It is important that I am not sued.
The question is: “What can you expect from these prodigious proggers?”
The answer is: “All of the things.”
There’s stuff that reminds me of TV theme music by Mike Post. It could have been written for the forthcoming Stephen J. Cannell series: “Strong Independent Female Lawyer” (my affectionate name for the track Shiloh’s Cat) and there’s a Danny Elfman on bad acid track in the aforementioned Habeas Porpoise. I wasn’t so keen on that one to be honest. There’s something that reminds me of music from Bungee’s original X-Box game, Halo – all orchestral and bombastic – and in contrast I though I caught a hint of stuff that wouldn’t sound out of place on an early 8-bit games console. There’s even stuff bordering on Dub-Step. There are some pretty jazzy bits (Marseille). There’s some haunting and pretty stuff squirrelled away as well (Balloon). You will even hear tracks with time signatures that make sense. You might even be able to tap your foot along with them. There’s guitar-led stuff, there’s keyboard-led stuff. There are tracks that have pretty regular time signatures. Honest. There tracks with hard to follow time signatures. There are time signatures in there that break physics. They also have some sampled whistling and an uncredited appearance of a choir of Clangers singing on the track Witness (I mean the Oliver Postgate kind of Clanger – non-UK readers might need to Google that). I think that only these three could probably keep up with each other on many of these songs. On this, their second album together, following on from their eponymous debut from 2013, I can imagine Marco grinning from ear to ear whilst Jordan pivots his massive organ like a musical pole dancer and Tony does that swaying thing that he does.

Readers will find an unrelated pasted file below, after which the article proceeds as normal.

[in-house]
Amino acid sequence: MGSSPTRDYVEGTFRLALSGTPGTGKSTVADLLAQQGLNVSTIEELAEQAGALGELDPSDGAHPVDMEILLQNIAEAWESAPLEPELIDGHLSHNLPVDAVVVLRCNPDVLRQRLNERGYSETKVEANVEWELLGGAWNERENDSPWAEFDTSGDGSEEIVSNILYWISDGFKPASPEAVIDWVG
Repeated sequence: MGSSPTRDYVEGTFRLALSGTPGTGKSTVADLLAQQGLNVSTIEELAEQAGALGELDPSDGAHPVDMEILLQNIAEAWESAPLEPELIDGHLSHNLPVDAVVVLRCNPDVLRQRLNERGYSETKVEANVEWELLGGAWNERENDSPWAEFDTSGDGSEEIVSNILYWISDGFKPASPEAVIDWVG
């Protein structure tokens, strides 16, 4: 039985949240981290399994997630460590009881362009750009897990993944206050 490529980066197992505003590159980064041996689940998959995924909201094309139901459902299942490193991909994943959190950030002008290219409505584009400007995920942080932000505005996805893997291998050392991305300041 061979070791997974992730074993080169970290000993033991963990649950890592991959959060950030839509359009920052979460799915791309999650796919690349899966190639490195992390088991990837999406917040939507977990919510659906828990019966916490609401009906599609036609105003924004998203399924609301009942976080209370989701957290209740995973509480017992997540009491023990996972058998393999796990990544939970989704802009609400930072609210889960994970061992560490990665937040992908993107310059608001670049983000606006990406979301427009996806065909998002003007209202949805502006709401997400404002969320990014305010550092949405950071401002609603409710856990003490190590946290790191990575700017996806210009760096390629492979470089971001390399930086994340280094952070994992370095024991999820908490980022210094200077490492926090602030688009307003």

I could really do with not being sued.
There is a but. It isn’t easy listening. I spent a lot longer trying to familiarize myself with this than any album I’ve reviewed to date. Some of it is exceptionally complex. At times I found myself skipping a track or even turning it off because it was actually a little overwhelming. But it is in no way dull! Barely a track carries on the way it starts. There are just unexpected turns around every corner. Yes, I found it hard to listen to this album all in one go. Despite that, there’s still the odd ear-worm. The opening track is extremely riffy and the whistly bit will drive you nuts if you let it.
Would I buy this? Hell yes! All jokes aside, there’s now a court order that says I must.
This may be a way that I can avoid being sued.